A subcontinent is defined as a large and distinctive landmass that is a distinct part of some continent. India is considered a subcontinent due to its unique geographical features, which set it apart from the rest of the Asian continent.
- Tectonic plate: India is located on the Indian Plate, a separate tectonic plate that was once part of the ancient supercontinent Gondwana. The Indian Plate’s movement towards the Eurasian Plate has shaped the region’s geography.
- Himalayas: The collision of the Indian and Eurasian Plates led to the formation of the Himalayas, the world’s highest mountain range, which serves as a natural barrier between India and the rest of Asia.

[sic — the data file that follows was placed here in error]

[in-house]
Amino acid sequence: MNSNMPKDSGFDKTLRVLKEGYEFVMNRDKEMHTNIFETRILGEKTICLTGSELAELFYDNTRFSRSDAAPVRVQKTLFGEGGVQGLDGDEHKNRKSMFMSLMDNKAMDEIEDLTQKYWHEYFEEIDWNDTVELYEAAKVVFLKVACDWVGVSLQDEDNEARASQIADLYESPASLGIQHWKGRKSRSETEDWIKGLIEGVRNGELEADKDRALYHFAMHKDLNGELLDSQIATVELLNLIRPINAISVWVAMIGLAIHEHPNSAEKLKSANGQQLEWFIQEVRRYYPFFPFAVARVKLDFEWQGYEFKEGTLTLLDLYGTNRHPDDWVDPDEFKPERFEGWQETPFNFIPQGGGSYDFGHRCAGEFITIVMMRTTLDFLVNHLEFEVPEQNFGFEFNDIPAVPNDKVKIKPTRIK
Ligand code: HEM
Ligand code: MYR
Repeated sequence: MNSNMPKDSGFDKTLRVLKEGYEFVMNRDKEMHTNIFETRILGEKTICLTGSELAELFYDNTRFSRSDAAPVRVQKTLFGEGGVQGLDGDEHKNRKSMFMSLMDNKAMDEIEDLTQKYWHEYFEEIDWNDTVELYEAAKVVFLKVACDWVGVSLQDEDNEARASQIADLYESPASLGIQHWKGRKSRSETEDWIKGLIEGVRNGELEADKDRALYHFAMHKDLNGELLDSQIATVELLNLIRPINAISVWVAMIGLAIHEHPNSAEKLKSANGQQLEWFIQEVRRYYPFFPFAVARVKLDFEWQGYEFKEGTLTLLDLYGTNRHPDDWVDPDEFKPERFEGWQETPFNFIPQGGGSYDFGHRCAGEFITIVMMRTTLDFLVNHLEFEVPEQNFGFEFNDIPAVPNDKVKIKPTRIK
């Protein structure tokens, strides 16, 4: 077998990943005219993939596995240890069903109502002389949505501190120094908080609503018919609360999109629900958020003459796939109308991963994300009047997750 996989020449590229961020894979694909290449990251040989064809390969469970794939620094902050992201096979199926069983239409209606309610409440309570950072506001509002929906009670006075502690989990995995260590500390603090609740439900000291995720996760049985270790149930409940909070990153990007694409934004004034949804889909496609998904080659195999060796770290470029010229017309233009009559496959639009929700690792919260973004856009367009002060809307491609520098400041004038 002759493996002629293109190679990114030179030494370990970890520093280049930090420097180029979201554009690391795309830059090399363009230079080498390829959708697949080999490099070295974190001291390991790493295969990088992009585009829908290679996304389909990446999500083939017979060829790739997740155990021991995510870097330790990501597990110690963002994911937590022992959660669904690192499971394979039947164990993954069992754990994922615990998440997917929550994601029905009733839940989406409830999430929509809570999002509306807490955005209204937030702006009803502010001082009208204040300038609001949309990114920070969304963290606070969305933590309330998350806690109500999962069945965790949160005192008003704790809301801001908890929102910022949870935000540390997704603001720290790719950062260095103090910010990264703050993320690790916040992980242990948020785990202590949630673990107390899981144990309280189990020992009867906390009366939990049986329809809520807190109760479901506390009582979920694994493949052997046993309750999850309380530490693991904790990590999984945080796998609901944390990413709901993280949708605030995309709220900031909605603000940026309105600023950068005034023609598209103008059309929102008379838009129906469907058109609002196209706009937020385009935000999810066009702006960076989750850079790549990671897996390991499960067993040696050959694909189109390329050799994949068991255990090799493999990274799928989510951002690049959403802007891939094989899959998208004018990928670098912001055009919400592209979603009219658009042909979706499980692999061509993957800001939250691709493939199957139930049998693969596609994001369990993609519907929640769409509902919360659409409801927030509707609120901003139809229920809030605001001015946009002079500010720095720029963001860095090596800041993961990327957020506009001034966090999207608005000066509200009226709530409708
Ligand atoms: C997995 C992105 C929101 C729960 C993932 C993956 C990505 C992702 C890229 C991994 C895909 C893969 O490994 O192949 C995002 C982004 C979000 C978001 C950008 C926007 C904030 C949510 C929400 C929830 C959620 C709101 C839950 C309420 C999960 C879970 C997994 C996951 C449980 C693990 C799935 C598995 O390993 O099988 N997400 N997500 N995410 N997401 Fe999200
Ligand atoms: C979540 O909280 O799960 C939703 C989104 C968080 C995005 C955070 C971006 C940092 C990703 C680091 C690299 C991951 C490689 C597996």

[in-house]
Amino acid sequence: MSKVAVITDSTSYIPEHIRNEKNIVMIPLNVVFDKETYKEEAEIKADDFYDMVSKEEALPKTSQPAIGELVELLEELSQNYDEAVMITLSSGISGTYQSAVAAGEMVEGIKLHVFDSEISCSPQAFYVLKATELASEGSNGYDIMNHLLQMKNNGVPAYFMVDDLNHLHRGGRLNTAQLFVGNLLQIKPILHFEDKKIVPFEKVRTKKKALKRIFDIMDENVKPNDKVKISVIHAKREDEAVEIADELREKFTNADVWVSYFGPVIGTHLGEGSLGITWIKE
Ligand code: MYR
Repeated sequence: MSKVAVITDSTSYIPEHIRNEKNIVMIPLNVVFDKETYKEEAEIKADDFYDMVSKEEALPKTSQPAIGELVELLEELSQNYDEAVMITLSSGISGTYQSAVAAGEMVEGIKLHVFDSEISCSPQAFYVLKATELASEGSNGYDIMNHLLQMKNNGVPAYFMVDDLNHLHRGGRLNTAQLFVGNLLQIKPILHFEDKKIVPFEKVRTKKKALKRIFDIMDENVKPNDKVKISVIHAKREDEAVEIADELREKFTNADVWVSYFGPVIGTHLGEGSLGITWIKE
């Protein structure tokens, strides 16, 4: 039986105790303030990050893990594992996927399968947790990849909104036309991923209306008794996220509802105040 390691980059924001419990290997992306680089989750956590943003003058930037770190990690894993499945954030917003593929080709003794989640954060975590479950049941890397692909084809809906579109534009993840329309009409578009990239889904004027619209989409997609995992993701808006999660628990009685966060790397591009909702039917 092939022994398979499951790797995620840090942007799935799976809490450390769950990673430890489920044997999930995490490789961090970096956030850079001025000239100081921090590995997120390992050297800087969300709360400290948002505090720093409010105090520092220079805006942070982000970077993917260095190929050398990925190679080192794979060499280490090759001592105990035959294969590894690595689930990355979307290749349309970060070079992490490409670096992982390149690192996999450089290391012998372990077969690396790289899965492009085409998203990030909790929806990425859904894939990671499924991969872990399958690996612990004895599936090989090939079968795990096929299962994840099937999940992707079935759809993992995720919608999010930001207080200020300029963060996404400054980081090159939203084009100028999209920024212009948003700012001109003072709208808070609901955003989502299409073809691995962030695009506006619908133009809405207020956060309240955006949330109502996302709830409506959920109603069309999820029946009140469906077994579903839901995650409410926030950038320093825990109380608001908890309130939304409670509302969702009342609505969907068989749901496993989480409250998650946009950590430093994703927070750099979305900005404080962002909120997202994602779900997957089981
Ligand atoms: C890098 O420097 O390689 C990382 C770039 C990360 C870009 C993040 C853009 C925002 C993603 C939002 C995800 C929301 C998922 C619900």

- Peninsular region: India is a peninsula, surrounded by the Arabian Sea, the Bay of Bengal, and the Indian Ocean, further distinguishing it from the rest of the continent.
- Distinct climate: The Indian subcontinent has a diverse climate, ranging from tropical in the south to alpine in the Himalayas, which is influenced by the monsoon system.
- Cultural and historical uniqueness: India has a rich cultural and historical heritage, with distinct languages, religions, and traditions that set it apart from neighboring regions.
In conclusion, India is considered a subcontinent due to its distinct geographical features, tectonic history, and cultural diversity, which differentiate it from the rest of the Asian continent. This unique combination of factors has shaped India’s identity and development throughout history.